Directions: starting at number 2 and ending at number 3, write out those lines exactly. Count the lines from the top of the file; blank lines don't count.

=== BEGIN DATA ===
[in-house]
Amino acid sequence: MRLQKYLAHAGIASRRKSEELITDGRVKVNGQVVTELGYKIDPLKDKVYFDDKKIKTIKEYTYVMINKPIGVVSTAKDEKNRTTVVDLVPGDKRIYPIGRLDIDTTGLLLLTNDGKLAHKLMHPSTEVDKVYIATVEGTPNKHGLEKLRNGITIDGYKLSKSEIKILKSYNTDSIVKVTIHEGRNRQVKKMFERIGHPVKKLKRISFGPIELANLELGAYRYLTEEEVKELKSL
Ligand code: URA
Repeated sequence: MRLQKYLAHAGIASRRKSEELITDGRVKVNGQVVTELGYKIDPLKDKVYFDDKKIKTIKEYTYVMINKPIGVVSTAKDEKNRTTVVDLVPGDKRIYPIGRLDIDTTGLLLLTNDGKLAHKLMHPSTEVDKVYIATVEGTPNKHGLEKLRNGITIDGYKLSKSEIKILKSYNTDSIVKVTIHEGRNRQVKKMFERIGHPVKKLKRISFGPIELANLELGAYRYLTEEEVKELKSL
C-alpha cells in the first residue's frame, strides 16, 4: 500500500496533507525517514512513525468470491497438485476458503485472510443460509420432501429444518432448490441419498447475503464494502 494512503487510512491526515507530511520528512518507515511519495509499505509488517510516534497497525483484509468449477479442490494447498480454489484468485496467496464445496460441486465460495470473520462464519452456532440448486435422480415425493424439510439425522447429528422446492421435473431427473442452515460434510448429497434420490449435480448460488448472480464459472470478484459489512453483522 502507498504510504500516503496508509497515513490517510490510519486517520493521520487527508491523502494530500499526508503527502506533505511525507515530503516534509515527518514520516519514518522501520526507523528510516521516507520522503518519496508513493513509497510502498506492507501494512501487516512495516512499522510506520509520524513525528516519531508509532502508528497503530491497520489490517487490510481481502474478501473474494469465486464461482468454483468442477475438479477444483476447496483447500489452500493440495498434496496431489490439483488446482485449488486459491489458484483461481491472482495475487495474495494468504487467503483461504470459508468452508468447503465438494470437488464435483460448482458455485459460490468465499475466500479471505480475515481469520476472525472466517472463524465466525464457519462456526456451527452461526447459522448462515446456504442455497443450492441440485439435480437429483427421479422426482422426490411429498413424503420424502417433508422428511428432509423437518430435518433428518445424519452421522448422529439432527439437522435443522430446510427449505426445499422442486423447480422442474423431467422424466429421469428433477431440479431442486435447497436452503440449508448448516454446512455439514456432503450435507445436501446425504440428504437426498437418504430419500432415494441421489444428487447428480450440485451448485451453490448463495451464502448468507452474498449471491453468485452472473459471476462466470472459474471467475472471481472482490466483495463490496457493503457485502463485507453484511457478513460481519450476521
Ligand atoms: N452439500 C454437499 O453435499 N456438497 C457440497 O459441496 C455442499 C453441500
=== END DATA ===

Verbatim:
Amino acid sequence: MRLQKYLAHAGIASRRKSEELITDGRVKVNGQVVTELGYKIDPLKDKVYFDDKKIKTIKEYTYVMINKPIGVVSTAKDEKNRTTVVDLVPGDKRIYPIGRLDIDTTGLLLLTNDGKLAHKLMHPSTEVDKVYIATVEGTPNKHGLEKLRNGITIDGYKLSKSEIKILKSYNTDSIVKVTIHEGRNRQVKKMFERIGHPVKKLKRISFGPIELANLELGAYRYLTEEEVKELKSL
Ligand code: URA